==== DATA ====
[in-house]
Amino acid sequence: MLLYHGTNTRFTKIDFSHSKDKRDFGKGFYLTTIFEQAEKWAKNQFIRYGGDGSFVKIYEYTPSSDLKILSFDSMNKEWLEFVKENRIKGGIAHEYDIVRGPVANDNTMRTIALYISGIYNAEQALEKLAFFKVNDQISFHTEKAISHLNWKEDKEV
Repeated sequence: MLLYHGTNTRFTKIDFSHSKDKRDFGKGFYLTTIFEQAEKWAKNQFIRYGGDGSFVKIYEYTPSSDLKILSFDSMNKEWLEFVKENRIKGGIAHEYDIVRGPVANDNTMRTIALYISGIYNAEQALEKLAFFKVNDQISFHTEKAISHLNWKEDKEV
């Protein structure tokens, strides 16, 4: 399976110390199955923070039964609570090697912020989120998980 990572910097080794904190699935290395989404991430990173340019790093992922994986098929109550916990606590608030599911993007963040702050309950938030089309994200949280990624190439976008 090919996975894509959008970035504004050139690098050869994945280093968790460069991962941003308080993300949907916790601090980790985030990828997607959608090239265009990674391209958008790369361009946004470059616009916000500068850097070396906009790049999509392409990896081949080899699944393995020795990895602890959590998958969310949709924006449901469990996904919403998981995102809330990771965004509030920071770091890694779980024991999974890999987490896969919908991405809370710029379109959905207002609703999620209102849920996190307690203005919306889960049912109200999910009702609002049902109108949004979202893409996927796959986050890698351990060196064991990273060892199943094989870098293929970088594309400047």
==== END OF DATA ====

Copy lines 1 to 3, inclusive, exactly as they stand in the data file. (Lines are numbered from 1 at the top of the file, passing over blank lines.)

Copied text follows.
[in-house]
Amino acid sequence: MLLYHGTNTRFTKIDFSHSKDKRDFGKGFYLTTIFEQAEKWAKNQFIRYGGDGSFVKIYEYTPSSDLKILSFDSMNKEWLEFVKENRIKGGIAHEYDIVRGPVANDNTMRTIALYISGIYNAEQALEKLAFFKVNDQISFHTEKAISHLNWKEDKEV
Repeated sequence: MLLYHGTNTRFTKIDFSHSKDKRDFGKGFYLTTIFEQAEKWAKNQFIRYGGDGSFVKIYEYTPSSDLKILSFDSMNKEWLEFVKENRIKGGIAHEYDIVRGPVANDNTMRTIALYISGIYNAEQALEKLAFFKVNDQISFHTEKAISHLNWKEDKEV